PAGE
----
Go early. Go late. Just don’t go on time. At lunch-time, that is. For Karen Dudley’s ‘little’ Kitchen is jam-packed Monday to Friday. Okay if you grew up in Hong Kong the jostle for food and a perch won’t bother you. If it was a Boland farm it might. But it will also remind you of crisp produce straight from the fields and cooked meals from an old wood-burning oven.
+27 (0)21 462 2201
111 Sir Lowry Rd
As you order, platters of pan-fried mushrooms, olive-decorated endive leaves, and chocolate squares continue to pile up on a counter top already crammed with dishes. Indeed there is nothing minimalist about Kitchen despite the prevalence of advertising industry hipsters that get paid to sell us “less is more”. Tiered cupcake platters, racks of servers, a riot of outydse prints and a wall of display shelves crowd the place.
While I’ve eaten the pick your own ingredients “love sandwiches” at the Biscuit Mill market* (the other scene in lower Woodstock) I’ve been blissfully unaware that stall is part of the same operation. Today is my first visit to the ‘formal’ store. I’m so behind the curve (even the New York Times has written about it). But it wasn’t the foreign foodies that were here first. For years chefs and serious foodies from Cape Town have been visiting the wholesale catering equipment suppliers, such as Banks and Western Cape Catering, alongside this spot. Banks was established up the drag in District Six in 1939, moving here decades ago.
The black board menu is a little chaotic to my visually illiterate eye but from what I gather sarmies and salads are mostly either R40 or R50, with some a tad below and above. I ask for lamb but there’s none today and also no sign of beef. This might irritate some old farts but just use your eyes and see what is on the counter and behind the display cabinet.
I select a grilled chicken breast ciabatta roll with other goodies (in part relying on the suggestions of an apparently experienced server). Now the breast is one of the trickiest poultry joints to get right. Slightly overcooked results in a dry and tough bird. Undercooked it’s gagging-raw and we ain’t snacking chicken sushi yet (or are we?).
Just as my roll is handed to me the butter chicken comes out. Damn. Even though it is only just after mid-day I select the last available street-facing bar stool.
The ’just-right’ grilled chicken combines with the hint of sour in squishy brinjals, the right side of oily cut by the sharpness of raw red onion, a dab of sweet from the red pesto and best of all the grainy batter and soft centre of deep-fried cauliflower In a cliché that not even a copywriter would dare: a perfect balance of flavours and textures.
A flat white coffee is good and I order a salad combination takeout home as part of my supper.
The salad combo spends the afternoon in my car (admittedly it’s a cold day and I have chosen grains and starch rather than salad greens), yet retains its brightness. There is atchar on sticky peeled potatoes; honey, mint and coriander in the couscous; and crunchy celery and apple in barley that appears to be held together by yoghurt. A healthy starter to keep hunger at bay while my pot of braised (pot roasted) pork neck (from the butcher Raith) with mustard and stock slowly bubbles away in the oven.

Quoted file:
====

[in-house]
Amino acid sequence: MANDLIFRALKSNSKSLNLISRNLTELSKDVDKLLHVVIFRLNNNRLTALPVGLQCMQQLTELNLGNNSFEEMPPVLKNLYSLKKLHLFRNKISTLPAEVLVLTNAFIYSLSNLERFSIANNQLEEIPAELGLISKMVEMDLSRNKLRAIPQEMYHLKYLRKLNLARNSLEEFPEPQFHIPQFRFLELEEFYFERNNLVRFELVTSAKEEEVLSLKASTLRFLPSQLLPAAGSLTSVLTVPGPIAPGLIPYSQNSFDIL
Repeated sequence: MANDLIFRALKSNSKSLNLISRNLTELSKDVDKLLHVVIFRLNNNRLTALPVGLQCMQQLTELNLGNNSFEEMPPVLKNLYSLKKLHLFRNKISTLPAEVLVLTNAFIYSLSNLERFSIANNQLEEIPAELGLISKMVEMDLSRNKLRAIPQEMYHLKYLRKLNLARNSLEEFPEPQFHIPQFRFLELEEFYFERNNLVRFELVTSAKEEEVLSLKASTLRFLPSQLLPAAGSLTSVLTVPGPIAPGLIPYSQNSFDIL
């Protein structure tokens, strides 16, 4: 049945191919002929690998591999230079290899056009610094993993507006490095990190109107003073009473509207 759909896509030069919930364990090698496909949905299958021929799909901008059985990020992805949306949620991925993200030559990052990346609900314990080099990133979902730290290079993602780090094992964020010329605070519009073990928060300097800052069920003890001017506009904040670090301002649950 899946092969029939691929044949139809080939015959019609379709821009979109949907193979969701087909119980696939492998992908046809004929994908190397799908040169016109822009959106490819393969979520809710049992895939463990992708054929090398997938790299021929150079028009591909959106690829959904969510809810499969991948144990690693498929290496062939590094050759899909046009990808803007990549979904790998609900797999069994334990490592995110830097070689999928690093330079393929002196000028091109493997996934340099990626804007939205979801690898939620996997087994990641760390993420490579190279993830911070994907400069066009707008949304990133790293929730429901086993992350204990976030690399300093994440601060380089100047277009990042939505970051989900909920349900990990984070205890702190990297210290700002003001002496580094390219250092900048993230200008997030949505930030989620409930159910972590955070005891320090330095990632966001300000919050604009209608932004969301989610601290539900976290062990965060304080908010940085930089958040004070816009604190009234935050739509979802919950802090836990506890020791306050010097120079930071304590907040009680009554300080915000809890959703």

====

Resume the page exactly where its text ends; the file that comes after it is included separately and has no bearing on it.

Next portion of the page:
Back in the Kitchen. The spot offers an excellent selection for vegetarians. Portions are substantial. I have had honey-mustard pork sausages before from the market stall. I don’t care for them though they are not a poor product – just too sweet for me.
While this café may be rather small with limited sit-down and take away the kitchen at the back may be much larger for Dudley started the operation as an outside catering business and continues to do so. I have no opinion of this side of the operation, a totally different game.
4/5 stars. Remember it’s just a salad and sandwich bar.
The lower Woodstock precinct’s unlikely march to gentrification appears to know no bounds, helped by location close to the Ogilvy ad agency. Across the road from Kitchen I have noticed The Deli goodfoodandahood (a very un-street name), where the seating arrangements may make for a better business meeting spot.
Earlier in the week I had lunch in the attractive wood and face brick interior of La Bottega dello spuntino. Dello spuntino means little neighbourhood place and as you would expect from the pay-off line the menu promises the predictable rather than the exotic. But there is one exception to the usual pastas and pizzas: the piadina (or piada). Flat breads beyond traditional pizza are all the rage: pissaladiere at the short-lived Café De May, flammkuchen at Piroschka. The piadina, which like a roti is cooked on a stove, I have not come across before.
Back to the piadina. The competition for thin pizzas is so strong now that soon they will be gossamer-thin. Well Bottega’s really are thin folded with ingredients inside not stodgy like a calzone. Ingredients of tangy ham they call “Parma Loin”, creamy mozzarella fior di latte, and fresh tomatoes made for a lovely light lunch. A simple salad of shredded lettuce, tomato and celery failed to excite.
La Bottega is entered through one of those permanent Bedouin inspired marquees. They’re ugly as all hell, you can’t look out but no doubt offer good protection against wind and rain. (You can sit on the deck next to it if it’s warm.)
Art galleries in the hood include Michael Stevenson and Blank Space.
* Saturday Neighbourgoods Market at Biscuit Mill. The wait can be long and from what I recall the choice more limited than at the shop. In the week there is a scene at Superette.
Posted September 3, 2010